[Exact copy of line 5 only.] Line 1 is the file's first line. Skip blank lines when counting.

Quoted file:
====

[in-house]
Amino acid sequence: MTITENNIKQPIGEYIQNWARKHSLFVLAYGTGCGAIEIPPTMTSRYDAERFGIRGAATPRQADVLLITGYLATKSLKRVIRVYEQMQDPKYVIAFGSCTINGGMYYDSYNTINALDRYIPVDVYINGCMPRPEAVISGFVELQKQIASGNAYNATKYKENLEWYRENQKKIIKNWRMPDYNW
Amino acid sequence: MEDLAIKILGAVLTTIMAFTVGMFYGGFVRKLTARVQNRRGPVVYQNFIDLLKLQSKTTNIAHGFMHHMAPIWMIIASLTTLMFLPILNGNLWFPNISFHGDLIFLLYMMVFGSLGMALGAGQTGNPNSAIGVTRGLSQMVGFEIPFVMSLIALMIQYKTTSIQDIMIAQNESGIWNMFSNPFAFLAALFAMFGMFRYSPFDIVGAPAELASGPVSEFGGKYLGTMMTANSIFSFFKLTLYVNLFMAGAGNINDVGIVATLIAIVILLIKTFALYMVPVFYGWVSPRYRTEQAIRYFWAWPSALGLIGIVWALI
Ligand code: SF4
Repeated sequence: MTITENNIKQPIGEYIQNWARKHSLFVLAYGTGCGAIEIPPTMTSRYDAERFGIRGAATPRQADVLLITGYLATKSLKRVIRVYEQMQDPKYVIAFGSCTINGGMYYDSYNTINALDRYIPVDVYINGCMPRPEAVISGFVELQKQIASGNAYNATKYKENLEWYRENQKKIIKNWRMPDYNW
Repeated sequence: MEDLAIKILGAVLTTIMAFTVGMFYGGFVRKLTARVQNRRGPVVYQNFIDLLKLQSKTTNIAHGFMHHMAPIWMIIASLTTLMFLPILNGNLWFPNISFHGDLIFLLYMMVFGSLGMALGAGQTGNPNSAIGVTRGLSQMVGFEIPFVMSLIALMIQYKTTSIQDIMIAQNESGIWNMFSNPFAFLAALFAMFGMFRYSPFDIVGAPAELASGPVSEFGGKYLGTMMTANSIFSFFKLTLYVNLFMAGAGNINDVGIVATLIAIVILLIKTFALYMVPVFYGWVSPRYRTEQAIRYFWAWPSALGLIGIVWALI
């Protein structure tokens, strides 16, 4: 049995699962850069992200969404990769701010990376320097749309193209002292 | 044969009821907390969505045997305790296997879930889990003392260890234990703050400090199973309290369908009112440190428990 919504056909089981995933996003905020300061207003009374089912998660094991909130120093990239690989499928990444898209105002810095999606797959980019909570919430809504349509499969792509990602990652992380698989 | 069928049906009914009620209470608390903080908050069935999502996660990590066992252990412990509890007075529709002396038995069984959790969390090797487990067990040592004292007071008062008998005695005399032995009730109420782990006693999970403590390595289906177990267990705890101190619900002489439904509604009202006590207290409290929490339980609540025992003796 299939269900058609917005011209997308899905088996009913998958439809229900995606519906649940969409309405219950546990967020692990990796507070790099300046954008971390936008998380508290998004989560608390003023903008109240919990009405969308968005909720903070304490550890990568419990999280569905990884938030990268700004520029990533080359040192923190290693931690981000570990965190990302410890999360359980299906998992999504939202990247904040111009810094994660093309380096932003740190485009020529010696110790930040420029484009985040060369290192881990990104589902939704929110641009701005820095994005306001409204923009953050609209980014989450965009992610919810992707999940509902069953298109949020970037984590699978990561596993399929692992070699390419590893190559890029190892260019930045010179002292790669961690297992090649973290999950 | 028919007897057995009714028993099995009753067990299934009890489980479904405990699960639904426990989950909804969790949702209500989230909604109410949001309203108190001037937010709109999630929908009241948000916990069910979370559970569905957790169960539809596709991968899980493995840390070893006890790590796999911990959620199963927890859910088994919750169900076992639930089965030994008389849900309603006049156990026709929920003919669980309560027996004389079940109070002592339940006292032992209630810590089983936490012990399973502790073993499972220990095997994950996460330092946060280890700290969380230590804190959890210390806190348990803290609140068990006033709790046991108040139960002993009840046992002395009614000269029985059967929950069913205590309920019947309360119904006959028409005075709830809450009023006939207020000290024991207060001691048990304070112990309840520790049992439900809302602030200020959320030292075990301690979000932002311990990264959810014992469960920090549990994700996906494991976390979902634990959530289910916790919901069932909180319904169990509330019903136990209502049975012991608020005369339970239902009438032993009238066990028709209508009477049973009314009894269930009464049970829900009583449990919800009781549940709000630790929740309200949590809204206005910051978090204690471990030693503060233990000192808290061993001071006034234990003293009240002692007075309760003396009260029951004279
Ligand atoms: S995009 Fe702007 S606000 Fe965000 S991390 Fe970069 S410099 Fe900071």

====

Repeated sequence: MTITENNIKQPIGEYIQNWARKHSLFVLAYGTGCGAIEIPPTMTSRYDAERFGIRGAATPRQADVLLITGYLATKSLKRVIRVYEQMQDPKYVIAFGSCTINGGMYYDSYNTINALDRYIPVDVYINGCMPRPEAVISGFVELQKQIASGNAYNATKYKENLEWYRENQKKIIKNWRMPDYNW